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July 26, 1902


JAMA. 1902;XXXIX(4):200. doi:10.1001/jama.1902.02480300024004

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The distinguishing feature of the new plan of organization, permeating its every section, is the manifest purpose—through county societies existing or to be created and built up in every subdivision of every state in the Union—to attempt to reach and influence for his elevation and improvement, scientific, social and material, every individual in this country who has legal authority to practice medicine. The importance and magnitude of this work become apparent when it is known that there are, as nearly as can be determined, over 80,000 regularly licensed physicians in this country who have never been members of any kind of an organization, county, district, state or National.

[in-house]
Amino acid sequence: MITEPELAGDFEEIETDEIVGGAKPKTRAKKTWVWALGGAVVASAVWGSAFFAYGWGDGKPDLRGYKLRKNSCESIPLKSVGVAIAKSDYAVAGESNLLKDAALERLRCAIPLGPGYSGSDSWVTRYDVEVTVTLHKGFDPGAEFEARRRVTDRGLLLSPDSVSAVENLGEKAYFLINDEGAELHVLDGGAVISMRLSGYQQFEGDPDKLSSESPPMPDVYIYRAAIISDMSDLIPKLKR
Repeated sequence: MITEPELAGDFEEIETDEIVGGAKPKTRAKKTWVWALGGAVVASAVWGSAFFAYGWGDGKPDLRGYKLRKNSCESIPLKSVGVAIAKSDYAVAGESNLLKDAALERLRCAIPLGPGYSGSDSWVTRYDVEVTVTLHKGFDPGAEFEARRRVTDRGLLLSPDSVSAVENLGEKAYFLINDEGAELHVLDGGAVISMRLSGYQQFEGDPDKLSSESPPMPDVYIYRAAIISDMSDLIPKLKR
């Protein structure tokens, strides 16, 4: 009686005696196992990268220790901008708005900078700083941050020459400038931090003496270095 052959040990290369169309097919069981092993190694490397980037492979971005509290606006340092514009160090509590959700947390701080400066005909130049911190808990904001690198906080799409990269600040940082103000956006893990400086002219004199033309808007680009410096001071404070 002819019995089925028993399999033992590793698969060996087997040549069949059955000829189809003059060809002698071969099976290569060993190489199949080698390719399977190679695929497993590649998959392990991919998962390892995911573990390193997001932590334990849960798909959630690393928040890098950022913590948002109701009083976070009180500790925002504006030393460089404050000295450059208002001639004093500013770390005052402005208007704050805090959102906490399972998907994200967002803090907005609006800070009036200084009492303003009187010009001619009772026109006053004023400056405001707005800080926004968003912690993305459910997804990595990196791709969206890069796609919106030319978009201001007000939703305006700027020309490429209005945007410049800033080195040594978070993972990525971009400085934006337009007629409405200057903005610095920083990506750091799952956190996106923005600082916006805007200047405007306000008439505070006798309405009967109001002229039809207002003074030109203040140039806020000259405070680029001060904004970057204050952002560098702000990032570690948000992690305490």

It is difficult for those who have always had the advantages of society membership and influence, with The Journal and other high-class periodicals laid on their desks each week, and frequent meetings with men of equal or higher caliber, as incentives to

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